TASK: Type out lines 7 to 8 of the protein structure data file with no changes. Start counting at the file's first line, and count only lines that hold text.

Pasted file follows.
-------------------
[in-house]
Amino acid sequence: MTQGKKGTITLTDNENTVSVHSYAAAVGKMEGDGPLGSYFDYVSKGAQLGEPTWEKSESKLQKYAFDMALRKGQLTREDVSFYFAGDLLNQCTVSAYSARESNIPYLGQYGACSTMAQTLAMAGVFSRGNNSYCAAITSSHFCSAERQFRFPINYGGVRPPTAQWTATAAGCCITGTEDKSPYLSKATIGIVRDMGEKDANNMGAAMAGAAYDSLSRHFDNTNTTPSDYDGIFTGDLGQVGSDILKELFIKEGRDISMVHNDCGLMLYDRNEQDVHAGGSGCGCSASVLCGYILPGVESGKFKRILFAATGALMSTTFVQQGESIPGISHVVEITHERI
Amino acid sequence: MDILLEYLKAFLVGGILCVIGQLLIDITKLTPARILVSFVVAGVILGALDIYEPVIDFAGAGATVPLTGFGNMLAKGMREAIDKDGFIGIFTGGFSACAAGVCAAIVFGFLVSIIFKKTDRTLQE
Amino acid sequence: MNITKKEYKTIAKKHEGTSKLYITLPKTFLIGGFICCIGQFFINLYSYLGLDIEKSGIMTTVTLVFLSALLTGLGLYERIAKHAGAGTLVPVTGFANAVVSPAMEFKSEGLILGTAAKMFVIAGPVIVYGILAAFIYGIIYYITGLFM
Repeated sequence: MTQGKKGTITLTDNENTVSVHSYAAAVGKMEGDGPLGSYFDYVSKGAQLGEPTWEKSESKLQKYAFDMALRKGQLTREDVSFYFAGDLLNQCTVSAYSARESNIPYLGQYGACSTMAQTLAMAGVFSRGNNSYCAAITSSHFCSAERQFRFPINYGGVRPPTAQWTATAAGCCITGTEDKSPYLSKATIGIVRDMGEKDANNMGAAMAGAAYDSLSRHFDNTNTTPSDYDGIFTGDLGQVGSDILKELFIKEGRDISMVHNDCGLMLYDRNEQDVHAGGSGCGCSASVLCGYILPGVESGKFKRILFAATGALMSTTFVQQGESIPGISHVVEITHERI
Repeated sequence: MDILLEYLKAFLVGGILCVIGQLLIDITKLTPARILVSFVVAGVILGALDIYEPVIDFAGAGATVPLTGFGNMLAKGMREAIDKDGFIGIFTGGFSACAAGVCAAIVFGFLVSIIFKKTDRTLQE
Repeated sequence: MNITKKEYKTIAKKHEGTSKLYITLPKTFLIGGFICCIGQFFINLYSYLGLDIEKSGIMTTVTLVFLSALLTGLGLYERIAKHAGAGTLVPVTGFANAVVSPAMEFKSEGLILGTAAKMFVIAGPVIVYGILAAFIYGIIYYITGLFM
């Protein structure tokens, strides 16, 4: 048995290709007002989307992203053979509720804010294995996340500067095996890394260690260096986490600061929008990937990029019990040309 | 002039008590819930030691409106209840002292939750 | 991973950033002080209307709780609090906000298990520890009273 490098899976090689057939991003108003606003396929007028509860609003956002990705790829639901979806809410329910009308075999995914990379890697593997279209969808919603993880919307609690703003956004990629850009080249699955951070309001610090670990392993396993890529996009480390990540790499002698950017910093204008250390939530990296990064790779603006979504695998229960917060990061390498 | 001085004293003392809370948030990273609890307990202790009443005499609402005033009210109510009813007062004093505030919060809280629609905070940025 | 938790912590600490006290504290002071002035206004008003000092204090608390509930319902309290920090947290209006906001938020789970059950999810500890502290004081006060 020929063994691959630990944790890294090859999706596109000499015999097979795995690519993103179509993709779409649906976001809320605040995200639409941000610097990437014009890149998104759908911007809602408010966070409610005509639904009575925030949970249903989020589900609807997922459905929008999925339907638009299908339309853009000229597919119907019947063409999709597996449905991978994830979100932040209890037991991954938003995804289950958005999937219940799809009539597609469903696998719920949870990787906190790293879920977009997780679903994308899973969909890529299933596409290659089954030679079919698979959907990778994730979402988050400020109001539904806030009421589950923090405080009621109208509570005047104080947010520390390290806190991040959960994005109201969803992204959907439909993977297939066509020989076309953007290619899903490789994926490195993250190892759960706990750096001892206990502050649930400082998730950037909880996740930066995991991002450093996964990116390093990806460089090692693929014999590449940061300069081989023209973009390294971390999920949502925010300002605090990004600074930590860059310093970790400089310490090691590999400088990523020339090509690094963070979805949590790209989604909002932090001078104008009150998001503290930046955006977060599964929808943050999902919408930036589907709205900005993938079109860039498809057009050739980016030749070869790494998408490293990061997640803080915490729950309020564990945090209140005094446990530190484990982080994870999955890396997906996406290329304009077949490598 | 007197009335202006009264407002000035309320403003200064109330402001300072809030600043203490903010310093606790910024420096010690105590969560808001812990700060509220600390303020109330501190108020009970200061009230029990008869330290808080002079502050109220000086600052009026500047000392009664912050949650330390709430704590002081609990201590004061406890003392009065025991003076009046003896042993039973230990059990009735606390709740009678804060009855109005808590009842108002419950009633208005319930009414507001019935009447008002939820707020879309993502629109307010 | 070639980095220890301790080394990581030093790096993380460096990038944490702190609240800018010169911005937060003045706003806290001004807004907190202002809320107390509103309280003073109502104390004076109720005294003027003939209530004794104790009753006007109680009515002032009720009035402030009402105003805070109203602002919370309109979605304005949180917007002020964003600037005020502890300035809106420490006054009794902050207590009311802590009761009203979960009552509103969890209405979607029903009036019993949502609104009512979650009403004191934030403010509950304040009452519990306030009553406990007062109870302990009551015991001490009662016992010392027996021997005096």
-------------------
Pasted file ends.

Repeated sequence: MNITKKEYKTIAKKHEGTSKLYITLPKTFLIGGFICCIGQFFINLYSYLGLDIEKSGIMTTVTLVFLSALLTGLGLYERIAKHAGAGTLVPVTGFANAVVSPAMEFKSEGLILGTAAKMFVIAGPVIVYGILAAFIYGIIYYITGLFM
């Protein structure tokens, strides 16, 4: 048995290709007002989307992203053979509720804010294995996340500067095996890394260690260096986490600061929008990937990029019990040309 | 002039008590819930030691409106209840002292939750 | 991973950033002080209307709780609090906000298990520890009273 490098899976090689057939991003108003606003396929007028509860609003956002990705790829639901979806809410329910009308075999995914990379890697593997279209969808919603993880919307609690703003956004990629850009080249699955951070309001610090670990392993396993890529996009480390990540790499002698950017910093204008250390939530990296990064790779603006979504695998229960917060990061390498 | 001085004293003392809370948030990273609890307990202790009443005499609402005033009210109510009813007062004093505030919060809280629609905070940025 | 938790912590600490006290504290002071002035206004008003000092204090608390509930319902309290920090947290209006906001938020789970059950999810500890502290004081006060 020929063994691959630990944790890294090859999706596109000499015999097979795995690519993103179509993709779409649906976001809320605040995200639409941000610097990437014009890149998104759908911007809602408010966070409610005509639904009575925030949970249903989020589900609807997922459905929008999925339907638009299908339309853009000229597919119907019947063409999709597996449905991978994830979100932040209890037991991954938003995804289950958005999937219940799809009539597609469903696998719920949870990787906190790293879920977009997780679903994308899973969909890529299933596409290659089954030679079919698979959907990778994730979402988050400020109001539904806030009421589950923090405080009621109208509570005047104080947010520390390290806190991040959960994005109201969803992204959907439909993977297939066509020989076309953007290619899903490789994926490195993250190892759960706990750096001892206990502050649930400082998730950037909880996740930066995991991002450093996964990116390093990806460089090692693929014999590449940061300069081989023209973009390294971390999920949502925010300002605090990004600074930590860059310093970790400089310490090691590999400088990523020339090509690094963070979805949590790209989604909002932090001078104008009150998001503290930046955006977060599964929808943050999902919408930036589907709205900005993938079109860039498809057009050739980016030749070869790494998408490293990061997640803080915490729950309020564990945090209140005094446990530190484990982080994870999955890396997906996406290329304009077949490598 | 007197009335202006009264407002000035309320403003200064109330402001300072809030600043203490903010310093606790910024420096010690105590969560808001812990700060509220600390303020109330501190108020009970200061009230029990008869330290808080002079502050109220000086600052009026500047000392009664912050949650330390709430704590002081609990201590004061406890003392009065025991003076009046003896042993039973230990059990009735606390709740009678804060009855109005808590009842108002419950009633208005319930009414507001019935009447008002939820707020879309993502629109307010 | 070639980095220890301790080394990581030093790096993380460096990038944490702190609240800018010169911005937060003045706003806290001004807004907190202002809320107390509103309280003073109502104390004076109720005294003027003939209530004794104790009753006007109680009515002032009720009035402030009402105003805070109203602002919370309109979605304005949180917007002020964003600037005020502890300035809106420490006054009794902050207590009311802590009761009203979960009552509103969890209405979607029903009036019993949502609104009512979650009403004191934030403010509950304040009452519990306030009553406990007062109870302990009551015991001490009662016992010392027996021997005096």